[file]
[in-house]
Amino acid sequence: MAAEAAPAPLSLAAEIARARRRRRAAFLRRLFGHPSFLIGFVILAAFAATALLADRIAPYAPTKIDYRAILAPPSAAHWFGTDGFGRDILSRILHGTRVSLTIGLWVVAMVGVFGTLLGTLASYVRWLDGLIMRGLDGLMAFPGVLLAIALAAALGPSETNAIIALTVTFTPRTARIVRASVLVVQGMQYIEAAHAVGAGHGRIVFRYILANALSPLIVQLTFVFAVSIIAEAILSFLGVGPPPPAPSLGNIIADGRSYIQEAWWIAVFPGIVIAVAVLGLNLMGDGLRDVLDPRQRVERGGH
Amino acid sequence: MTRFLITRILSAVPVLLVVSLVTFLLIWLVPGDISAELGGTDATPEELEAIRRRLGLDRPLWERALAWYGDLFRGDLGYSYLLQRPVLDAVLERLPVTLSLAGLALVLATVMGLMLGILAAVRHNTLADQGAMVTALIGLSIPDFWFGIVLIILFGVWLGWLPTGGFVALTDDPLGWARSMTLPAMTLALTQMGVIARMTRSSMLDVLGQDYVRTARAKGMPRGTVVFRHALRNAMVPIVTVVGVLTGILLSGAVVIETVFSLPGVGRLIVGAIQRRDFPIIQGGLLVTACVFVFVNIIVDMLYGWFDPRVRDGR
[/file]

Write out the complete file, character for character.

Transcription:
[in-house]
Amino acid sequence: MAAEAAPAPLSLAAEIARARRRRRAAFLRRLFGHPSFLIGFVILAAFAATALLADRIAPYAPTKIDYRAILAPPSAAHWFGTDGFGRDILSRILHGTRVSLTIGLWVVAMVGVFGTLLGTLASYVRWLDGLIMRGLDGLMAFPGVLLAIALAAALGPSETNAIIALTVTFTPRTARIVRASVLVVQGMQYIEAAHAVGAGHGRIVFRYILANALSPLIVQLTFVFAVSIIAEAILSFLGVGPPPPAPSLGNIIADGRSYIQEAWWIAVFPGIVIAVAVLGLNLMGDGLRDVLDPRQRVERGGH
Amino acid sequence: MTRFLITRILSAVPVLLVVSLVTFLLIWLVPGDISAELGGTDATPEELEAIRRRLGLDRPLWERALAWYGDLFRGDLGYSYLLQRPVLDAVLERLPVTLSLAGLALVLATVMGLMLGILAAVRHNTLADQGAMVTALIGLSIPDFWFGIVLIILFGVWLGWLPTGGFVALTDDPLGWARSMTLPAMTLALTQMGVIARMTRSSMLDVLGQDYVRTARAKGMPRGTVVFRHALRNAMVPIVTVVGVLTGILLSGAVVIETVFSLPGVGRLIVGAIQRRDFPIIQGGLLVTACVFVFVNIIVDMLYGWFDPRVRDGR